When all the meatballs have cooked add these to the sauce - stir them through well ensuring that they are well coated with the sauce. If it seems a little dry you can add a touch of water.

Let this simmer away for another 20 minutes - this will allow the meatballs to absorb all those lovely juices and flavours of the sauce and will produce a moist and tender meatball.

fettucine with meatballs

I've served these with fettucine and rather than using Parmigiano I've kept the flavours consistent and used the Pastorello.

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  1. We love those tins of Italian diced tomatoes, they are so versatile and it pains me to say this, but they seem to have a better flavour than their Australian counterparts. How much tomato did you use?

  2. Thanks Kevin!

    Hi Neil - canned tomatoes are one product in which I will only buy Italian, no-one does them better. Australian canned tomatoes taste like unripened tomatoes. For this recipe I just used one normal sized can and when I add water, I first add water to the can to catch any leftovers.

  3. Wow, you just give me an idea what to cook for tomorrow's dinner. =) My bf gonna love this!

  4. What a clever way to coat the meatballs. Thanks for sharing it.

  5. This looks like the perfect bowl of pasta and meatballs!!

  6. - Hi Haalo, by now you must have noticed that when I see one of your gorgeous recipes, I tend to make them right away, and meatballs and pasta are no exception. Unfortenutly I don't have beef but will try it on the weekend. Love all the tips your gave about the sauce and you're right about the meatballs. There's nothing like getting dirty to mix the meat. Gorgeous dish and perfectly shaped meatballs.
    Have a wonderful weekend my friend.

  7. Thanks Jacelyn - I hope you both enjoy it!

    Thanks Casey.

    Thanks Deborah!

    Thank you Rose, you always say the loveliest things!

    Thanks Pat, it's pure comfort food.

  8. Don't you just love pasta! It is one of my favourites. Do you ever make your own pasta? Recently I made some eggless semolina pasta. Not only do I love the discipline of making pasta, but love the taste as well. Fabulous. Enjoy.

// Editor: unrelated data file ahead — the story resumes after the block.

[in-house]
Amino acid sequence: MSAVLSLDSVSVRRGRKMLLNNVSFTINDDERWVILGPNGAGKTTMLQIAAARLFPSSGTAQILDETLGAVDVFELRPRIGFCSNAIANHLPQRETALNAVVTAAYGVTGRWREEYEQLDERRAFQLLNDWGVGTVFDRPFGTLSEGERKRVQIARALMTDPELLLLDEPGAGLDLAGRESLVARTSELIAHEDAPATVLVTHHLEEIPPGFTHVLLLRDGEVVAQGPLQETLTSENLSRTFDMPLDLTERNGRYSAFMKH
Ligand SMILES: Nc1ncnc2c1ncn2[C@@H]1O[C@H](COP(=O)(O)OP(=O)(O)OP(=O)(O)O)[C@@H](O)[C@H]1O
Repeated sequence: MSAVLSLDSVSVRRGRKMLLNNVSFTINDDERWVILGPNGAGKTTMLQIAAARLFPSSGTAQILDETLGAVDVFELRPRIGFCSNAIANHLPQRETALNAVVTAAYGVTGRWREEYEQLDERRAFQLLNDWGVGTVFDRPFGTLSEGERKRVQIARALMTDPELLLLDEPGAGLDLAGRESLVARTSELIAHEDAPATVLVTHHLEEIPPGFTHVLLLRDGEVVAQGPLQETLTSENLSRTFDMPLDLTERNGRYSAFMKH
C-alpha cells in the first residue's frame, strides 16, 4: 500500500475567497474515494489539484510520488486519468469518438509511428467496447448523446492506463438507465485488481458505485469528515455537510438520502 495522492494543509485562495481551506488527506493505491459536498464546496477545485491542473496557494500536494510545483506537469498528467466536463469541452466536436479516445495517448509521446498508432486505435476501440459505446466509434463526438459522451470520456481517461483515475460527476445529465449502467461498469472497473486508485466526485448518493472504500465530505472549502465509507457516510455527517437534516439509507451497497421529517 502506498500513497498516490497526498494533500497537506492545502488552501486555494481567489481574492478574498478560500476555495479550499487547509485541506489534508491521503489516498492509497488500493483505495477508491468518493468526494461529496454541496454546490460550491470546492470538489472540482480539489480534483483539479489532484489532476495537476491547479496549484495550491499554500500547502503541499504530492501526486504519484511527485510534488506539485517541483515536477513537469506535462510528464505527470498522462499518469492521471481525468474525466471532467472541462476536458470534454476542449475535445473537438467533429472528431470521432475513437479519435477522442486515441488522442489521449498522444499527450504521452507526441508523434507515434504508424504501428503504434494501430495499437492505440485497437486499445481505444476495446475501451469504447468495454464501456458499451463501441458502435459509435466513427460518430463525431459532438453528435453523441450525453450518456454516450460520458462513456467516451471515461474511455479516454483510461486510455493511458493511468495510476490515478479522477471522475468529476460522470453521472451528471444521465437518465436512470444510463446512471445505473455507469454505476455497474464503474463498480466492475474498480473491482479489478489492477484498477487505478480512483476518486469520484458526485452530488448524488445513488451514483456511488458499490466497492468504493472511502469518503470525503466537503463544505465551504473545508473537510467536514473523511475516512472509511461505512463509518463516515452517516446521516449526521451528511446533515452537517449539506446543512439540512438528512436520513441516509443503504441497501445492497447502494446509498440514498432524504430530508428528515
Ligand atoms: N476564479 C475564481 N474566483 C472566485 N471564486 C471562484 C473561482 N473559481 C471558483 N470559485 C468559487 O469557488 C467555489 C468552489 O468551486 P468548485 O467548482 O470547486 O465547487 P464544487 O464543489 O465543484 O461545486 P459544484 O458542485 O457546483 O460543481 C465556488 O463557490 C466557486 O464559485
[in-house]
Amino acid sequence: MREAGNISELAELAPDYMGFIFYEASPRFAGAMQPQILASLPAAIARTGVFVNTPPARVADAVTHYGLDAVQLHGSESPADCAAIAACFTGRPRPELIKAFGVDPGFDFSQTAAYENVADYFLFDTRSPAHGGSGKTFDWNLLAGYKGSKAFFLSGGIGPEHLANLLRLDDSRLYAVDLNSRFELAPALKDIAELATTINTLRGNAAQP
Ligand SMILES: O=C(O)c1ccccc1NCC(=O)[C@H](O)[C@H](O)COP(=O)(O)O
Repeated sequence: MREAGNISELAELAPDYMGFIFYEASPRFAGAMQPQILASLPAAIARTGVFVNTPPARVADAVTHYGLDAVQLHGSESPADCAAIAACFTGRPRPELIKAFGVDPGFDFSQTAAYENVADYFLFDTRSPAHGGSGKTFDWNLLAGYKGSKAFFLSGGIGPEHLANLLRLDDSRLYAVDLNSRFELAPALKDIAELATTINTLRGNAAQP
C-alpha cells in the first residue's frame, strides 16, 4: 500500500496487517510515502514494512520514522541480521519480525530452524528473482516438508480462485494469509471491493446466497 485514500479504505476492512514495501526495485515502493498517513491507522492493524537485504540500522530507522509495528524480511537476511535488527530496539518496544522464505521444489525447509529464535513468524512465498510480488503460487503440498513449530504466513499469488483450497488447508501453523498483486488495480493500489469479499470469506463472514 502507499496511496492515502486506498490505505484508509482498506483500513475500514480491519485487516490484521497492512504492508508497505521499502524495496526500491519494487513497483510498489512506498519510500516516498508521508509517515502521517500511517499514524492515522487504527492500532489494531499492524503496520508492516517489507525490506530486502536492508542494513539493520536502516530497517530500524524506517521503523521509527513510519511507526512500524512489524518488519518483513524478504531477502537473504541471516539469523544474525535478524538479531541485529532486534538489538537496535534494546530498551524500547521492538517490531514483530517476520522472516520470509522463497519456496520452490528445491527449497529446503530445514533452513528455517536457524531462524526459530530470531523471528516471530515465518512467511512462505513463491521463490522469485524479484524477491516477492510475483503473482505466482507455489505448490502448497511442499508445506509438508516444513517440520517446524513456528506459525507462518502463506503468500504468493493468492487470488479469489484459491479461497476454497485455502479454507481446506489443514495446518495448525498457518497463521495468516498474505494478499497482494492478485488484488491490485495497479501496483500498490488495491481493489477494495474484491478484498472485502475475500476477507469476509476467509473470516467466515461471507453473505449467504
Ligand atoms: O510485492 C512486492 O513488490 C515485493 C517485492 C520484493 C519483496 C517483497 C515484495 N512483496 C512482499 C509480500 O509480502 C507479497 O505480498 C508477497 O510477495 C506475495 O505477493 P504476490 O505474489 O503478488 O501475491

9. Oops make that:

    Semolina Pasta

    Eat well. Stay healthy. Enjoy.

  10. Hi FM - indeed I do love pasta it's in my genes. I do make pasta with my mother, it's quite the tradition. You should try making orecchiette with your pasta, since they are also made with an eggless semolina based pasta.

  11. Excellent looking dish and I love the tip about coating the meatballs in breadcrumbs. Thanks for sharing with Presto Pasta Nights.

  12. You made me hungry...
    Super hungry..

  13. Those look fantastic. I love that the flavouring is so simple! What a wonderful dish, I will certainly try it.

    I keep my meatballs moist by grating an apple into the mixture! The kids love it too! ;-)

  14. yummy! I normally put the breadcrumbs in the meatballs in the more traditional manner, but that's also because I frequently use a mixture of pork and beef - so I don't worry about dry meat. This is a much leaner option! Will have to give it a shot!

  15. Thanks Ruth!

    That's a good thing Cindy!

    Thanks Deborah - I've not heard of using apple before but that's an excellent idea.

    Thanks Christianne - I hope you enjoy it.

  16. Your meatballs were perfect looking. And the pasta, too.